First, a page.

Optimizing Therapy for Acute Myeloid Leukemia

The 10-year overall survival for younger patients with newly diagnosed acute myeloid leukemia has improved threefold in the past 2 decades. This improvement has occurred in large part because of advances in supportive care and efforts to optimize standard induction and consolidation therapies applied in a stratified approach based on predictors of individual patient risk. Innovations in diagnostic technologies have broadened the understanding of key prognostic factors, including cytogenetic and molecular status, which define the extensive interpatient heterogeneity of this clonal disease. Despite this progress, only approximately 25% of patients who experience a complete remission with cytotoxic chemotherapy (50%–70% of patients with newly diagnosed disease) remain disease-free. Efforts to develop novel agents are actively ongoing, particularly for older patients (age ≥ 60), and targeted therapies, for specific subsets of patients are being based on a better understanding of the biology of the disease.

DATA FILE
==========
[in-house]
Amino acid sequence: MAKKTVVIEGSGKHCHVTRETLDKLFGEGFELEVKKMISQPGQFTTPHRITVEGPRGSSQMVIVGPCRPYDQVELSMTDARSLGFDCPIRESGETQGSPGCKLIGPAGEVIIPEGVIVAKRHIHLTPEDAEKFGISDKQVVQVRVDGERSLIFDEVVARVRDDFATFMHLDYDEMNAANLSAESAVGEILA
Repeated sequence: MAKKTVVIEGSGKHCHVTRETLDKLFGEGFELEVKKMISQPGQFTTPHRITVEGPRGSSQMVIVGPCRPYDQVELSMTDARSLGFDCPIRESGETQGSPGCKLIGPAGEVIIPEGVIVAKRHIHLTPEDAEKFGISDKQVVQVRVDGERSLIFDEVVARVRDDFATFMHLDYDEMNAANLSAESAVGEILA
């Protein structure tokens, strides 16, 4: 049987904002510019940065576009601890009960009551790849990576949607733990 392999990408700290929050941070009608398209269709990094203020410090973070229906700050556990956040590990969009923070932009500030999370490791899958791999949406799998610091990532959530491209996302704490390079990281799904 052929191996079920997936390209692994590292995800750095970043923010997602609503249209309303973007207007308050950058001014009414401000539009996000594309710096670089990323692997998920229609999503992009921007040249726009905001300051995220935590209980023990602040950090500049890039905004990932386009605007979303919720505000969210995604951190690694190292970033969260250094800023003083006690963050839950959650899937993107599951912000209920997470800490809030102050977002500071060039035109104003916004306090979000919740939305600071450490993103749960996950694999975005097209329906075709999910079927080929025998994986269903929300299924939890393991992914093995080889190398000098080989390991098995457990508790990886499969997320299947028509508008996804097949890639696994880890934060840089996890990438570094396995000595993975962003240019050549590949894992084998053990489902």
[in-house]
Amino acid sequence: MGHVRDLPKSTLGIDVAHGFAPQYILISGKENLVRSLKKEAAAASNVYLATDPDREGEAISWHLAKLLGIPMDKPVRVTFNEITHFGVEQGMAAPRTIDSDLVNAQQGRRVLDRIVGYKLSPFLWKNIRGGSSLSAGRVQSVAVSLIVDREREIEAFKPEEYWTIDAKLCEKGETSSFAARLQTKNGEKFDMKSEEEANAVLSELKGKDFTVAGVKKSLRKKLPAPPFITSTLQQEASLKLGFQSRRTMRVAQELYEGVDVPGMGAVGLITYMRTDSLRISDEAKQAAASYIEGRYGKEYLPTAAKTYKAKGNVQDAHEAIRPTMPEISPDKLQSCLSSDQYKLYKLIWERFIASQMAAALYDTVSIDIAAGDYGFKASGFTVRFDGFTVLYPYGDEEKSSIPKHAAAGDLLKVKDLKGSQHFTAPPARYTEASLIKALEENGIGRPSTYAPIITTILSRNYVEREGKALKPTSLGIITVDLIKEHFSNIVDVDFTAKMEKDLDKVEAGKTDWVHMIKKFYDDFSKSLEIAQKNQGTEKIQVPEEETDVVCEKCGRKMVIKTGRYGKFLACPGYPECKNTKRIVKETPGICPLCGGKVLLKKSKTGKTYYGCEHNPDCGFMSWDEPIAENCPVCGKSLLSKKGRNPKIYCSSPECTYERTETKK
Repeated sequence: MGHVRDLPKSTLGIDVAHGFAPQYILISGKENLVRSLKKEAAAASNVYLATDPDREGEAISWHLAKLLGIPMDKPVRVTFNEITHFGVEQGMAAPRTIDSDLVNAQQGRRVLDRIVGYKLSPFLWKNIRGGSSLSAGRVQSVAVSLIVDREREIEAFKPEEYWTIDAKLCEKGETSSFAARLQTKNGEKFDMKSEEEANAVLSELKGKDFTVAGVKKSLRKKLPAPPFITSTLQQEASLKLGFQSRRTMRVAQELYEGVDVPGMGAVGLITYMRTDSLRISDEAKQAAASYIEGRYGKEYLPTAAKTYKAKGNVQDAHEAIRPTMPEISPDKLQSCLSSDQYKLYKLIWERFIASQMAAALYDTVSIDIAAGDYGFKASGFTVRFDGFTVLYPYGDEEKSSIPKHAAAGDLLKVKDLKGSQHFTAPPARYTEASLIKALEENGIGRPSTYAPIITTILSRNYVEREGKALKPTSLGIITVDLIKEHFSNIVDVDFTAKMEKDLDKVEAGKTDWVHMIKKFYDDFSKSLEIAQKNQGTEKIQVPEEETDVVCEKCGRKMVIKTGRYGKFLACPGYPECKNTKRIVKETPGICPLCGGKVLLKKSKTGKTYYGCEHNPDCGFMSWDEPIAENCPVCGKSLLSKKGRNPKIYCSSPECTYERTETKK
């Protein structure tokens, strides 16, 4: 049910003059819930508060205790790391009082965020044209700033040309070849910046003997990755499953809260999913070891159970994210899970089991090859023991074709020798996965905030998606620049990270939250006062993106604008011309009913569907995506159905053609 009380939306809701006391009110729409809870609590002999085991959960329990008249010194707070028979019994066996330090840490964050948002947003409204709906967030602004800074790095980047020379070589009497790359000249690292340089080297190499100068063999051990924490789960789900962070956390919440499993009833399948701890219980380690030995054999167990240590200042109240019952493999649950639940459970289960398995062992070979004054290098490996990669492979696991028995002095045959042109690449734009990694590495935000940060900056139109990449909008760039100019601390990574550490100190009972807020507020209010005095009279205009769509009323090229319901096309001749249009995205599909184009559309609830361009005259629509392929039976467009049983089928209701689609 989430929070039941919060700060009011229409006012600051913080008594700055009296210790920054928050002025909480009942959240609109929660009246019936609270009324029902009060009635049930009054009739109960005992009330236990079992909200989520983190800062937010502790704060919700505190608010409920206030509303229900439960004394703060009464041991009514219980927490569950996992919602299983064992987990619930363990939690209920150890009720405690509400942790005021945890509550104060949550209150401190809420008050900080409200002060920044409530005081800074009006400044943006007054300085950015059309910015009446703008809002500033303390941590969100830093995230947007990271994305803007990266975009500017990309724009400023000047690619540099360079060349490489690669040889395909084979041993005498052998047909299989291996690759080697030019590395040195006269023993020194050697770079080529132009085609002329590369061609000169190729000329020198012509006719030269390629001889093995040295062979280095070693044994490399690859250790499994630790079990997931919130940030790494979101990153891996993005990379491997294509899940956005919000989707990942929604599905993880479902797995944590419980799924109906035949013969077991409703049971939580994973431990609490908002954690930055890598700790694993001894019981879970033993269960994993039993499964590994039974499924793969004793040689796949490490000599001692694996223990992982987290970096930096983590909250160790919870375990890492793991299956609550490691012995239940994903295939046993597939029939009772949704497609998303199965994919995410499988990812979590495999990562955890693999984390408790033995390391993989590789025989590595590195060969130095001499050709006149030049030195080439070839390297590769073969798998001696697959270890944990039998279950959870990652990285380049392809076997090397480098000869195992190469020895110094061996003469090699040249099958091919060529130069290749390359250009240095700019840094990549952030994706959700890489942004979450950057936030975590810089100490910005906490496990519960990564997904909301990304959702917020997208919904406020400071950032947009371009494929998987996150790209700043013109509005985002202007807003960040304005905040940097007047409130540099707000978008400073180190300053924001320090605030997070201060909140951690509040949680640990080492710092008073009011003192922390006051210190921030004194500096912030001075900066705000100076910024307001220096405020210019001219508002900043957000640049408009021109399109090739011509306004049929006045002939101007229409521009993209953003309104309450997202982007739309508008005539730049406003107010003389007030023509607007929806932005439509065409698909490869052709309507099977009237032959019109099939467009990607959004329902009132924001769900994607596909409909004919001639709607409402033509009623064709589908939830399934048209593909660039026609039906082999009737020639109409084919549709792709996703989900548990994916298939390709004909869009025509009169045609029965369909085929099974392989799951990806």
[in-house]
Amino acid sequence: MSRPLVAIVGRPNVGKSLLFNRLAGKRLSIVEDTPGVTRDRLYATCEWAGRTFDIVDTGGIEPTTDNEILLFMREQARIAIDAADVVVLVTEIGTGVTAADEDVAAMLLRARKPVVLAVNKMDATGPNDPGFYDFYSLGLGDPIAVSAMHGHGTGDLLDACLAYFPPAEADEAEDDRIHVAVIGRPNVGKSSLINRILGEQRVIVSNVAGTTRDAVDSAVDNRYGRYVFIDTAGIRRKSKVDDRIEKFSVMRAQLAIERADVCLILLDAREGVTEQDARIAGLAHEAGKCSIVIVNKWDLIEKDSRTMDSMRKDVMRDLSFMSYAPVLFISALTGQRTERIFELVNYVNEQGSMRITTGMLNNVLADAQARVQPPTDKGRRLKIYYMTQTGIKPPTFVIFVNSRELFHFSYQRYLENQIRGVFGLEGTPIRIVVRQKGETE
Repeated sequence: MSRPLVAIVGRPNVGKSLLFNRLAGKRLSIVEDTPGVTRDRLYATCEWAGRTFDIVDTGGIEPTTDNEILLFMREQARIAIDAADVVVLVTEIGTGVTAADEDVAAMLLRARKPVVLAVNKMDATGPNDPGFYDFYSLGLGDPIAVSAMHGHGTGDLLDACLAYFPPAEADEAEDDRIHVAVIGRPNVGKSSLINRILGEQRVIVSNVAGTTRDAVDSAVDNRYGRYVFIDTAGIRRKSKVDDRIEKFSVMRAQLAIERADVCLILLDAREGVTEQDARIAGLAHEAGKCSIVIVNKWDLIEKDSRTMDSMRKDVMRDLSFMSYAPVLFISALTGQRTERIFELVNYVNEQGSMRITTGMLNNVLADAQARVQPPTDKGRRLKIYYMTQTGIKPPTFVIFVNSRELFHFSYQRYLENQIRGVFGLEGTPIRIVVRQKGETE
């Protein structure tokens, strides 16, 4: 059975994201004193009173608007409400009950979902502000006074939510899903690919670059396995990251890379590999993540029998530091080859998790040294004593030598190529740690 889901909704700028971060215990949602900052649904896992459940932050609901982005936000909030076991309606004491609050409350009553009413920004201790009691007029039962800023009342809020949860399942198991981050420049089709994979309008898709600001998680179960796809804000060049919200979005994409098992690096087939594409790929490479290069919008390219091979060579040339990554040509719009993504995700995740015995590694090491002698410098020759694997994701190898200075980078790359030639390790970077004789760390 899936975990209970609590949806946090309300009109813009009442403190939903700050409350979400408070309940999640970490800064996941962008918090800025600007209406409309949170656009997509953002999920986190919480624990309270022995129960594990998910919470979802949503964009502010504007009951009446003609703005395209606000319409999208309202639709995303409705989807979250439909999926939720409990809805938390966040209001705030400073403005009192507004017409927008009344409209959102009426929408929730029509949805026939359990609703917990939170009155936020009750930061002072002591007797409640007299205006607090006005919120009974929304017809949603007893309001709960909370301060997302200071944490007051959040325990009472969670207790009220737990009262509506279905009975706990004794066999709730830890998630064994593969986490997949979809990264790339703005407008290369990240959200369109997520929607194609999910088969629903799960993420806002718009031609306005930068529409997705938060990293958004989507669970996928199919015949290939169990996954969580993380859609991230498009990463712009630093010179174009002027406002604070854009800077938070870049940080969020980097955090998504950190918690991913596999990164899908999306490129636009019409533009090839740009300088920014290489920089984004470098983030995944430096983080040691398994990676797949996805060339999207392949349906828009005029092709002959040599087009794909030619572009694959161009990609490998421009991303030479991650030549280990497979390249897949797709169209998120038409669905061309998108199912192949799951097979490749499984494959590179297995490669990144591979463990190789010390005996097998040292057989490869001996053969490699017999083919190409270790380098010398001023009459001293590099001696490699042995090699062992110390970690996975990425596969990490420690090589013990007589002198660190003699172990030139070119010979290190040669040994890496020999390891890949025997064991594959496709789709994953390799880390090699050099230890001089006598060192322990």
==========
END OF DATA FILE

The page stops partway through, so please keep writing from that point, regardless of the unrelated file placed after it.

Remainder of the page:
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Correspondence: Steven E. Coutre, MD, Department of Medicine, Division of Hematology, Stanford University School of Medicine, 875 Blake Wilbur Drive, Stanford, CA 94305. E-mail: coutre@stanford.edu
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